OECD's New Multilateral Instrument | KPMG | AU

New Multilateral Instrument: How it will apply in Australia

OECD's New Multilateral Instrument

Jenny Wong analyses Australia's planned approach to the OECD's new Multilateral Instrument.

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Director, Tax

KPMG Australia

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Interpreting international tax treaties is about to undergo a significant change. Treasury released on 19 December 2016 a discussion paper for public consultation setting out Australia’s initial approach to the Multilateral Instrument (MLI). The MLI was released by the Organisation for Economic Cooperation and Development (OECD) on 24 November 2016. The key focus of this discussion paper is to seek your input on the adoption of various choices that Australia should make if it became a party to the MLI.

The new MLI will sit side by side with Australia’s existing bilateral treaties to create new or modify existing treaty provisions. Consolidated texts of the modified treaty will not be produced by Government but the Australian Tax Office expects to develop guidance to help identify how the MLI modifies the individual treaties.

Broadly, Australia’s proposed approach to adopting the MLI is to apply the MLI to all bilateral tax treaties that do not already incorporate Base Erosion and Profit Shifting (BEPS) rules. The new Germany and Australia treaty will therefore be excluded as this already is ‘BEPS compliant’. Australia would also adopt the minimum standards, as many optional MLI articles as possible, and to limit its reservations to the MLI articles.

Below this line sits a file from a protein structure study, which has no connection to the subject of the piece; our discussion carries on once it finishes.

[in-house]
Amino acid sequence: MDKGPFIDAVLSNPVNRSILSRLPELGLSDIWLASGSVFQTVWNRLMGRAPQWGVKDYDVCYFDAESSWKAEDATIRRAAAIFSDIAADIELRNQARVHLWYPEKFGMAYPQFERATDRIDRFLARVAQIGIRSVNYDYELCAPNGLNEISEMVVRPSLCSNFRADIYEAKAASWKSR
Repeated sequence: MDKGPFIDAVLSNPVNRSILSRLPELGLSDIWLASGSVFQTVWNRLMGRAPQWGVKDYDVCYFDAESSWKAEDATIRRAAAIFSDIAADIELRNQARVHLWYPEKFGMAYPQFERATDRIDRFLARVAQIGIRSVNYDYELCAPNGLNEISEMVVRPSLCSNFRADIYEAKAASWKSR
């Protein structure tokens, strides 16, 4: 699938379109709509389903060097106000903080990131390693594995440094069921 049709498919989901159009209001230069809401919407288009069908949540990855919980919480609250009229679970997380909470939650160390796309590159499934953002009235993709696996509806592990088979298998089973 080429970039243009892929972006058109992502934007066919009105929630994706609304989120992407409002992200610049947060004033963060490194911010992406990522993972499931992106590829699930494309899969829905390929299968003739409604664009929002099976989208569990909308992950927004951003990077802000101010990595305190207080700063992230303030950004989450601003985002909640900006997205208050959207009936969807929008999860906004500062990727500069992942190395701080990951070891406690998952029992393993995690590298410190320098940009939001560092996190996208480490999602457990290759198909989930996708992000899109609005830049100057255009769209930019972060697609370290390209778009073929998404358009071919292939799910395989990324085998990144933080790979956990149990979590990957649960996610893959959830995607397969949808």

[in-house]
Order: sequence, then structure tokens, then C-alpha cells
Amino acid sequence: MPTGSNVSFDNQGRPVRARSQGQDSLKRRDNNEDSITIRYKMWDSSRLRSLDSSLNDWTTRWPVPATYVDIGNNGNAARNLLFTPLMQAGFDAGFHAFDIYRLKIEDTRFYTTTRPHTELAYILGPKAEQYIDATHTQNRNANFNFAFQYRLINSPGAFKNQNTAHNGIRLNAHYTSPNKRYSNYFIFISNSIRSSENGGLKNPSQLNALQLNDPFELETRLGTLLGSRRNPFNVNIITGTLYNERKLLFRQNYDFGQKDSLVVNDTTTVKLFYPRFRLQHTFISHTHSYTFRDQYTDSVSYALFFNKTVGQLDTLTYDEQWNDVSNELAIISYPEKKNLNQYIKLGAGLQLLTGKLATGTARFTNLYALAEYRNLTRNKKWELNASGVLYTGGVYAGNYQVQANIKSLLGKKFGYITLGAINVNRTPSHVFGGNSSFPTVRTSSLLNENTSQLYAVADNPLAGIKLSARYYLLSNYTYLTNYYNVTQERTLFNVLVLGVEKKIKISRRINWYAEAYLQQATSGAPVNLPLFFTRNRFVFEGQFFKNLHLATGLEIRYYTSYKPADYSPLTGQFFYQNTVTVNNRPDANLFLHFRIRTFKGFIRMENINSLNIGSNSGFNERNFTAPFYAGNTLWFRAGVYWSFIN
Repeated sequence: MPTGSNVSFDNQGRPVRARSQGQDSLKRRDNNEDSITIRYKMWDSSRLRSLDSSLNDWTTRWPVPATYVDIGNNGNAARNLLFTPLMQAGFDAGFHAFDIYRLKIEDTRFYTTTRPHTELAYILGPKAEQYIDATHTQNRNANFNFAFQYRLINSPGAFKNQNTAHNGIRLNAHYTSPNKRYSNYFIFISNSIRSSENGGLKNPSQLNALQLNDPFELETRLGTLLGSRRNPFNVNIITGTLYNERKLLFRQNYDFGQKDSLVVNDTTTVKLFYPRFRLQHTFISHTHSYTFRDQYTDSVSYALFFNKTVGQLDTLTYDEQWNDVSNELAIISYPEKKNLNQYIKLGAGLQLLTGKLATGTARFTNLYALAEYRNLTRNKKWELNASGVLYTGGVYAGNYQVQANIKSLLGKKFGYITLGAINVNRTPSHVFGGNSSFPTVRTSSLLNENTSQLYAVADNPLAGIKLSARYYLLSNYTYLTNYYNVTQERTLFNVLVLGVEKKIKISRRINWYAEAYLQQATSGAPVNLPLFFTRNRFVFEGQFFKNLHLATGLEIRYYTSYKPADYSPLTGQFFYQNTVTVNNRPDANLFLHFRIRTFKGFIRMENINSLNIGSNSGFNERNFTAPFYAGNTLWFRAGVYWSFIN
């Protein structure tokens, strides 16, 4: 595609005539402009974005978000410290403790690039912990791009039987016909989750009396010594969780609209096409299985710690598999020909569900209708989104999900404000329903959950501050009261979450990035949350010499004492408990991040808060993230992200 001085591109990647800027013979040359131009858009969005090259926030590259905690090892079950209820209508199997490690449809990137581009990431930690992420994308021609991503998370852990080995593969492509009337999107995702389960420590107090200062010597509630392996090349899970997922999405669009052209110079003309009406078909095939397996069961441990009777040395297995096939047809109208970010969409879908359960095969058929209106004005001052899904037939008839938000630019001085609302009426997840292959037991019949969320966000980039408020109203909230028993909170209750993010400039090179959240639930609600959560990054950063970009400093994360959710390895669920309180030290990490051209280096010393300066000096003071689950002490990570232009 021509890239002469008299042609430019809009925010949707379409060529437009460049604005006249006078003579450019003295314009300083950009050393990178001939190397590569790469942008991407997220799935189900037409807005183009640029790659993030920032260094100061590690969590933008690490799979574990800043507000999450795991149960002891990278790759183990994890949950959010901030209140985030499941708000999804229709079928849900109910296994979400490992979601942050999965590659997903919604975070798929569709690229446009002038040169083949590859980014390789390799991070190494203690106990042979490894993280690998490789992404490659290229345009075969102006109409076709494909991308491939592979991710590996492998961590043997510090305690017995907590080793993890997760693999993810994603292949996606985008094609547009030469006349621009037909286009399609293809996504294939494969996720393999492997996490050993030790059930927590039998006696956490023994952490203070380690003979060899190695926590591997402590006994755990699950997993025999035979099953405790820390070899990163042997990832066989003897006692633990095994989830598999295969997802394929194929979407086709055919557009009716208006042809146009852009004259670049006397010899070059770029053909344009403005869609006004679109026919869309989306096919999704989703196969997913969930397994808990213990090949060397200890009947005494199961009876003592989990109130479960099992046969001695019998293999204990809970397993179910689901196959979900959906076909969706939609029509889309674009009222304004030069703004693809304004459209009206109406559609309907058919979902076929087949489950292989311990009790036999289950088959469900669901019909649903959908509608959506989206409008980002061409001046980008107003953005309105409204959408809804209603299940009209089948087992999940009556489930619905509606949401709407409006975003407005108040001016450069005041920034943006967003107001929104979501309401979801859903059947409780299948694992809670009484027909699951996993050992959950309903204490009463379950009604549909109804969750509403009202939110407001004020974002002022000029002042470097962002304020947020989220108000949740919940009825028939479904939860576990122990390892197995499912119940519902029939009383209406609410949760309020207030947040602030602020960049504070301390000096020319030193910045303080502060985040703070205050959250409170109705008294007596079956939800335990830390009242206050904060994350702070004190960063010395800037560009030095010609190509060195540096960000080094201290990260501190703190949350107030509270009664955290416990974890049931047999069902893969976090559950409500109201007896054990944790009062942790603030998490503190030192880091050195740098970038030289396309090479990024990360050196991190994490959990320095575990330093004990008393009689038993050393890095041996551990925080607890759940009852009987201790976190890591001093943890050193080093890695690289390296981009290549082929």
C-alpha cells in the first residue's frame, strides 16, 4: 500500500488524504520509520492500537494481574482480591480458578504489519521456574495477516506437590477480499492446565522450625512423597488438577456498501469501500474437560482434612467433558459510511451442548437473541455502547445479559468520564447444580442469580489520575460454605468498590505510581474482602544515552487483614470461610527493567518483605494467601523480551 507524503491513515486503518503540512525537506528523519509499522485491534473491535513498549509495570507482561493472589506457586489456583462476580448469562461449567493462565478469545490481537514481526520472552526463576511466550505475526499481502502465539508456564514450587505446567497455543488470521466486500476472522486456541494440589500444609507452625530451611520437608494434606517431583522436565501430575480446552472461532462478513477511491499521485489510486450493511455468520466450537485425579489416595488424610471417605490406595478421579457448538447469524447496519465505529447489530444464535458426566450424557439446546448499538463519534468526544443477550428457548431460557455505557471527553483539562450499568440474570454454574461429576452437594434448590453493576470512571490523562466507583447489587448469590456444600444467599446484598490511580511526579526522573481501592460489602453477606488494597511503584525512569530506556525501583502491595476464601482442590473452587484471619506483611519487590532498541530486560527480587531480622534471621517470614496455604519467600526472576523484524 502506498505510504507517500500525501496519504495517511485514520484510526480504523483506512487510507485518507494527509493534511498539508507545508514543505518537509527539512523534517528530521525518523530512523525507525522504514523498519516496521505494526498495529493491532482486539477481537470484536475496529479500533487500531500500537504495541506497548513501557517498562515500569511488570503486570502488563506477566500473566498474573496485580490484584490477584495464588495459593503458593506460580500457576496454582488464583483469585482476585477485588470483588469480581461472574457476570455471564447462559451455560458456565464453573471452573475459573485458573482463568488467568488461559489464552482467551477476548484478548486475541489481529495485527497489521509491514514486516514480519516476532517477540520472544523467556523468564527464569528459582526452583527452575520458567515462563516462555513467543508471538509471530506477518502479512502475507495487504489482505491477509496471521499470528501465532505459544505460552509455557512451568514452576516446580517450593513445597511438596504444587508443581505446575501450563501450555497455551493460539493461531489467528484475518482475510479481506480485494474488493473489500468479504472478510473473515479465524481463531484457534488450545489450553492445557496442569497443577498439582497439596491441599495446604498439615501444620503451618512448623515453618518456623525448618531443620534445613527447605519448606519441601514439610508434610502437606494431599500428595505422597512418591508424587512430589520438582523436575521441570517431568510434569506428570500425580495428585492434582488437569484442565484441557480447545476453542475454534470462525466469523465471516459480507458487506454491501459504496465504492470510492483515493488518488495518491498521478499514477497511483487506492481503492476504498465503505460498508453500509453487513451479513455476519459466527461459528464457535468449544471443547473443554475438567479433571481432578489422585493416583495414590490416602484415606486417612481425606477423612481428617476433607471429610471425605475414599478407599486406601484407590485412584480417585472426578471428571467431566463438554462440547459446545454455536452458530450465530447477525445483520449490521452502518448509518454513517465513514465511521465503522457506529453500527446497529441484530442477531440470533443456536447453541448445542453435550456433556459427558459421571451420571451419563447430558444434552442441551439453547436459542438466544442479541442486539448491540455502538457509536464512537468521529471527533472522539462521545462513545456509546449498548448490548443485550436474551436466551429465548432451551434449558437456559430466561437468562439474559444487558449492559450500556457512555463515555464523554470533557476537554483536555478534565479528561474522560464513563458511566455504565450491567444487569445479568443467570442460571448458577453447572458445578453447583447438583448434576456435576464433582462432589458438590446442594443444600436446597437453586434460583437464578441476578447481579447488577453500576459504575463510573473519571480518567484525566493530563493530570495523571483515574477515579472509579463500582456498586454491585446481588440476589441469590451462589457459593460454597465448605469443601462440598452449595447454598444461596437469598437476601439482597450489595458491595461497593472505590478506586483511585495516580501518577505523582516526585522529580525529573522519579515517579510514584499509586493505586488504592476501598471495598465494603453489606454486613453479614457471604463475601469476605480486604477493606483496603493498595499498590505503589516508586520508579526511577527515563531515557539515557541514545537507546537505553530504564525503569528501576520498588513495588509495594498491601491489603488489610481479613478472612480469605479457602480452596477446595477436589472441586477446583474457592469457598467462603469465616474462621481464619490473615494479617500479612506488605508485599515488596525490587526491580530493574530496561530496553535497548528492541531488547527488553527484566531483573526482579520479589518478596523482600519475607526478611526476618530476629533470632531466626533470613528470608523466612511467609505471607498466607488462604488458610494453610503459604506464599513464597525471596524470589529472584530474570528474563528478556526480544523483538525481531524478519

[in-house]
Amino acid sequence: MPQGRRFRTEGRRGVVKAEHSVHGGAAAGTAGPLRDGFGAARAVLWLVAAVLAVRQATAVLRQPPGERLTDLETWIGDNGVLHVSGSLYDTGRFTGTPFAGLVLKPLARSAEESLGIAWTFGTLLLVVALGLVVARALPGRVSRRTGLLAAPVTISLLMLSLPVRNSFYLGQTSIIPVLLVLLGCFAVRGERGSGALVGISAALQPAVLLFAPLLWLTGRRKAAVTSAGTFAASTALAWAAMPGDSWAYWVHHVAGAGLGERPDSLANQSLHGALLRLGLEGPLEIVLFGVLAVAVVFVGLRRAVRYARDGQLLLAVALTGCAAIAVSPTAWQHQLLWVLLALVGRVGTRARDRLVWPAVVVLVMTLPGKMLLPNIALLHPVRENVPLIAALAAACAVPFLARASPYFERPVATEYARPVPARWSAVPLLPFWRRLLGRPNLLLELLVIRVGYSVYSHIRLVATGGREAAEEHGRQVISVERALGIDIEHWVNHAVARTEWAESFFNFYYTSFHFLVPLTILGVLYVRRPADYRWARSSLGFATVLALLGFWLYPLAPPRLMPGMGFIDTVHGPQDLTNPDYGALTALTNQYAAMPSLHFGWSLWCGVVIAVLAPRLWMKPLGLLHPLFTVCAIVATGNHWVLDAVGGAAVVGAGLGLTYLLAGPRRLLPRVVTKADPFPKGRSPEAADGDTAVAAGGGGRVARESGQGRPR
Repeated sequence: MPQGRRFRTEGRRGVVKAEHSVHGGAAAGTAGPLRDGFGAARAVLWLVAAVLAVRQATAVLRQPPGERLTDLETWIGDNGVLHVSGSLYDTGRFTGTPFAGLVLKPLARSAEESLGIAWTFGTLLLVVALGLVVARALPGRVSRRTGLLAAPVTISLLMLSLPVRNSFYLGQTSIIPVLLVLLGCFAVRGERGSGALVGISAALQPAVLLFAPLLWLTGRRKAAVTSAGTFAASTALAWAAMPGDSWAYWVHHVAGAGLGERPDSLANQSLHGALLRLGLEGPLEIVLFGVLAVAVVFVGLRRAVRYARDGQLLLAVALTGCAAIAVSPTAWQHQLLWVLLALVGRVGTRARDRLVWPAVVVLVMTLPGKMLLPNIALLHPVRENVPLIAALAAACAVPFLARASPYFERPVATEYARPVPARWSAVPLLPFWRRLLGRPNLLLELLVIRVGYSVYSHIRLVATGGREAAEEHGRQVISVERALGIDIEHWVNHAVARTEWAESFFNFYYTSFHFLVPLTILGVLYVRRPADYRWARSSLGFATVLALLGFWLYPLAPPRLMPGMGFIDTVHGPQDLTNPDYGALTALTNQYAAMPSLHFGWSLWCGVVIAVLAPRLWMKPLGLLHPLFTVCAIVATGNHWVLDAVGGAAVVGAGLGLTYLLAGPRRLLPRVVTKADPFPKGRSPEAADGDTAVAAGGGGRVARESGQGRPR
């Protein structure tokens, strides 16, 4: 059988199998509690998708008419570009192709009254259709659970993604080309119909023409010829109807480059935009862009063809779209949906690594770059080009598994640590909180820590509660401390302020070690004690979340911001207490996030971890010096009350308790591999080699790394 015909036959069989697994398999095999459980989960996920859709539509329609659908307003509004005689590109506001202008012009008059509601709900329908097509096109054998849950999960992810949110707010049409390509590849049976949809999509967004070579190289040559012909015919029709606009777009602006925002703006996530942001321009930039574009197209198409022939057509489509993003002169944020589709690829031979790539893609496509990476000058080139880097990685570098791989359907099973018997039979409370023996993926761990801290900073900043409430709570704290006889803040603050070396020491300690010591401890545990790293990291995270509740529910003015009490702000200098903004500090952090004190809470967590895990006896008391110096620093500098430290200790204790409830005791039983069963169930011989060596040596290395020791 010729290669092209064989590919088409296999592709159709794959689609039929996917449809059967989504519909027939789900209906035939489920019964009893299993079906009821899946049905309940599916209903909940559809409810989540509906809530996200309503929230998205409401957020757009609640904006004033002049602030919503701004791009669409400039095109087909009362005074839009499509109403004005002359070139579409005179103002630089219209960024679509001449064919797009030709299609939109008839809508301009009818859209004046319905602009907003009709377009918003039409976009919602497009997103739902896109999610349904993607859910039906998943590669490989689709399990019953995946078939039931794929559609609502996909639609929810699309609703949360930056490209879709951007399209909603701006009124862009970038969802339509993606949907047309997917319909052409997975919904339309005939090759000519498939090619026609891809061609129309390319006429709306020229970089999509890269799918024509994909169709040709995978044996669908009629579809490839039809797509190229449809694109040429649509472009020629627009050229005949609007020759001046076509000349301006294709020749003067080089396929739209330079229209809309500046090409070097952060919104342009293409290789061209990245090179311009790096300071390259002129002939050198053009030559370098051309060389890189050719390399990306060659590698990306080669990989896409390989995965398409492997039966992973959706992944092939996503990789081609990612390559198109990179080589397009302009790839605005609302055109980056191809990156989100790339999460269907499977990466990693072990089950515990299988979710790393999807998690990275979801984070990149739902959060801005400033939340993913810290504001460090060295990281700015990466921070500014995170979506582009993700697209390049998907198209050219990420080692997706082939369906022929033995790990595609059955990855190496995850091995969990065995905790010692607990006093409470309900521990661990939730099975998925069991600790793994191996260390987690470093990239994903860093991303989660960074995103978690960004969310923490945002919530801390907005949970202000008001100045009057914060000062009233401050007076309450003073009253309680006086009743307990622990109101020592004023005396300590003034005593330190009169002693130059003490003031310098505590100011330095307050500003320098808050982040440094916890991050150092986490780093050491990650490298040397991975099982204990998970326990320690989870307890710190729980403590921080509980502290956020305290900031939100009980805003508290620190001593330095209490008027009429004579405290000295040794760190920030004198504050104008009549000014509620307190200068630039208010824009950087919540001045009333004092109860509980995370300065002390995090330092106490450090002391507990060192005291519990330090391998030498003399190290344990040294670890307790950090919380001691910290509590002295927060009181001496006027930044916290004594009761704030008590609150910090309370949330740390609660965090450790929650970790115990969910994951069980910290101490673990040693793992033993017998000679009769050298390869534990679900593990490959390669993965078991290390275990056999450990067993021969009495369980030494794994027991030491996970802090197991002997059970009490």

Three articles are mandatory: the purpose of the MLI; treaty abuse; and the mutual agreement procedure which the discussion paper says Australia will adopt in full or a modified form.

The discussion paper sets out two clauses Australia proposes not to adopt and these include the MLI Article 5 on the Elimination of Double Taxation and MLI Article 10 which is Anti-Abuse Rules for Permanent Establishment Located in Third Jurisdictions. Article 10 is relevant where there is a permanent establishment (PE) in a third country that is a low tax jurisdiction. This article will allow a treaty jurisdiction to impose tax on income attributed to this PE. Australia has indicated they would not adopt this article pending further analysis.

Some other important ‘rules of the game’ include:

  • Both bilateral partners would need to identify their bilateral treaty as a’ Covered Tax Agreement’. If only one country says ‘yes’ and the other says ‘no’ the bilateral treaty provisions remain unmodified.
  • Where there is a bilateral match i.e. both parties agree to adopt the MLI article in the same way, the MLI will modify the treaty.
  • Once a country has chosen that an agreement will be covered, its position including reservations must be applied for all countries.
  • Reservations can be withdrawn to expand their adoption but new reservations can’t be entered into after ratification that will narrow the adoption of the MLI.

The MLI will enter into force after it has been ratified by 5 jurisdictions. The first group of jurisdictions are expected to sign in June 2017. Australia is expected to be a signatory at this event although a final decision by the Australian Government is yet to be made. The prediction for entry into force is 2019.

Issues around the interaction of the MLI Arbitration clauses and Australia’s proposed overriding new diverted profits legislation have already been identified. There are also important articles in the MLI such as transparent entities and permanent establishments that should be considered. You should consider the discussion paper, talk to your advisor on how the new MLI impacts you and raise any issues before the submission due date of 6 February 2017.

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